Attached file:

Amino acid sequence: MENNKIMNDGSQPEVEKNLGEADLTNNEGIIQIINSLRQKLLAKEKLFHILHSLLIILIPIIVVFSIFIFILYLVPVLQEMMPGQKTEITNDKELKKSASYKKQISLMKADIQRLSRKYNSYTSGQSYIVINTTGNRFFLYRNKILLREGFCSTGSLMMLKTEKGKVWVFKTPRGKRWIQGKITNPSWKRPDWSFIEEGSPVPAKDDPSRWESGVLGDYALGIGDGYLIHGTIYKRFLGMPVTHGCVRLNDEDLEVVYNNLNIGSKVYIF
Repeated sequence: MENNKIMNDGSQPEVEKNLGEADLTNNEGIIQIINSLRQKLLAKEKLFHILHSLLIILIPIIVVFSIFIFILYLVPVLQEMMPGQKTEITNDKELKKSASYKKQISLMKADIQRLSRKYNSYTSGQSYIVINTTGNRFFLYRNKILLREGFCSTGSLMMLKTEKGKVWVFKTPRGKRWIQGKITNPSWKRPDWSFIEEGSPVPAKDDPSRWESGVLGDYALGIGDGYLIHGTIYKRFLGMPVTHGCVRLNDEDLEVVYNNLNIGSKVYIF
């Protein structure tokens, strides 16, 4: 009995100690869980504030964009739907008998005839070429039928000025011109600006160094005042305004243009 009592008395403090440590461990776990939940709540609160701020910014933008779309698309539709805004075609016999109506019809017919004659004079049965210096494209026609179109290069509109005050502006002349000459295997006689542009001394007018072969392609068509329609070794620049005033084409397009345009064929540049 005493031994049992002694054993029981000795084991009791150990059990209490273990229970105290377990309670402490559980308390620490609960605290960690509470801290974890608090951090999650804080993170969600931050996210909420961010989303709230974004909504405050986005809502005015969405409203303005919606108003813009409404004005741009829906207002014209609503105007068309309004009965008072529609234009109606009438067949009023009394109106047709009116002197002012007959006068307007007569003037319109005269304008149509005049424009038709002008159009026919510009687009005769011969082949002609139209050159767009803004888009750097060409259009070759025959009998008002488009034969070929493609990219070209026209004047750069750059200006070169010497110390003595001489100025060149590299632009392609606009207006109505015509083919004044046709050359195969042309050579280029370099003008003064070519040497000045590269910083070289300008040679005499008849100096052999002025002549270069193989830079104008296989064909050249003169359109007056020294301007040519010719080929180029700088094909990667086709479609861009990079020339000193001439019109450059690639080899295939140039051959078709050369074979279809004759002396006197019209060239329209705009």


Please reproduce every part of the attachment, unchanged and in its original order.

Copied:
Amino acid sequence: MENNKIMNDGSQPEVEKNLGEADLTNNEGIIQIINSLRQKLLAKEKLFHILHSLLIILIPIIVVFSIFIFILYLVPVLQEMMPGQKTEITNDKELKKSASYKKQISLMKADIQRLSRKYNSYTSGQSYIVINTTGNRFFLYRNKILLREGFCSTGSLMMLKTEKGKVWVFKTPRGKRWIQGKITNPSWKRPDWSFIEEGSPVPAKDDPSRWESGVLGDYALGIGDGYLIHGTIYKRFLGMPVTHGCVRLNDEDLEVVYNNLNIGSKVYIF
Repeated sequence: MENNKIMNDGSQPEVEKNLGEADLTNNEGIIQIINSLRQKLLAKEKLFHILHSLLIILIPIIVVFSIFIFILYLVPVLQEMMPGQKTEITNDKELKKSASYKKQISLMKADIQRLSRKYNSYTSGQSYIVINTTGNRFFLYRNKILLREGFCSTGSLMMLKTEKGKVWVFKTPRGKRWIQGKITNPSWKRPDWSFIEEGSPVPAKDDPSRWESGVLGDYALGIGDGYLIHGTIYKRFLGMPVTHGCVRLNDEDLEVVYNNLNIGSKVYIF
């Protein structure tokens, strides 16, 4: 009995100690869980504030964009739907008998005839070429039928000025011109600006160094005042305004243009 009592008395403090440590461990776990939940709540609160701020910014933008779309698309539709805004075609016999109506019809017919004659004079049965210096494209026609179109290069509109005050502006002349000459295997006689542009001394007018072969392609068509329609070794620049005033084409397009345009064929540049 005493031994049992002694054993029981000795084991009791150990059990209490273990229970105290377990309670402490559980308390620490609960605290960690509470801290974890608090951090999650804080993170969600931050996210909420961010989303709230974004909504405050986005809502005015969405409203303005919606108003813009409404004005741009829906207002014209609503105007068309309004009965008072529609234009109606009438067949009023009394109106047709009116002197002012007959006068307007007569003037319109005269304008149509005049424009038709002008159009026919510009687009005769011969082949002609139209050159767009803004888009750097060409259009070759025959009998008002488009034969070929493609990219070209026209004047750069750059200006070169010497110390003595001489100025060149590299632009392609606009207006109505015509083919004044046709050359195969042309050579280029370099003008003064070519040497000045590269910083070289300008040679005499008849100096052999002025002549270069193989830079104008296989064909050249003169359109007056020294301007040519010719080929180029700088094909990667086709479609861009990079020339000193001439019109450059690639080899295939140039051959078709050369074979279809004759002396006197019209060239329209705009």